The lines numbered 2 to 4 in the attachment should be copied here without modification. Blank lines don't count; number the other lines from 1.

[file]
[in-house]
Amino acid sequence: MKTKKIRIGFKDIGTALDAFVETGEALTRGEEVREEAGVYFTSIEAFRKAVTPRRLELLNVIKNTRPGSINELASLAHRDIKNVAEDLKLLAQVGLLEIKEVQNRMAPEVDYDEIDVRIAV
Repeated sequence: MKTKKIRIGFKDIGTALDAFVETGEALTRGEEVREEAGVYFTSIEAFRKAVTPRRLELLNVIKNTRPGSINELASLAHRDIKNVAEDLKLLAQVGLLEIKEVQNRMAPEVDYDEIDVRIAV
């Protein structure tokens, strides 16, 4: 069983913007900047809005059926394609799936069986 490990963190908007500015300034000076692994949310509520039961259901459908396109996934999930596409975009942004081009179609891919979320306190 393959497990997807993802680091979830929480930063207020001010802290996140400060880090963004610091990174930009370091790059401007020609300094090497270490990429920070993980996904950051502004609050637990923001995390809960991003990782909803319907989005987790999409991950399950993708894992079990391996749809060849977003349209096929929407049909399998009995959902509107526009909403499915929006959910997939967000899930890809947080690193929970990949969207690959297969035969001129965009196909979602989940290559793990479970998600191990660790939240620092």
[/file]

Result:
Amino acid sequence: MKTKKIRIGFKDIGTALDAFVETGEALTRGEEVREEAGVYFTSIEAFRKAVTPRRLELLNVIKNTRPGSINELASLAHRDIKNVAEDLKLLAQVGLLEIKEVQNRMAPEVDYDEIDVRIAV
Repeated sequence: MKTKKIRIGFKDIGTALDAFVETGEALTRGEEVREEAGVYFTSIEAFRKAVTPRRLELLNVIKNTRPGSINELASLAHRDIKNVAEDLKLLAQVGLLEIKEVQNRMAPEVDYDEIDVRIAV
């Protein structure tokens, strides 16, 4: 069983913007900047809005059926394609799936069986 490990963190908007500015300034000076692994949310509520039961259901459908396109996934999930596409975009942004081009179609891919979320306190 393959497990997807993802680091979830929480930063207020001010802290996140400060880090963004610091990174930009370091790059401007020609300094090497270490990429920070993980996904950051502004609050637990923001995390809960991003990782909803319907989005987790999409991950399950993708894992079990391996749809060849977003349209096929929407049909399998009995959902509107526009909403499915929006959910997939967000899930890809947080690193929970990949969207690959297969035969001129965009196909979602989940290559793990479970998600191990660790939240620092």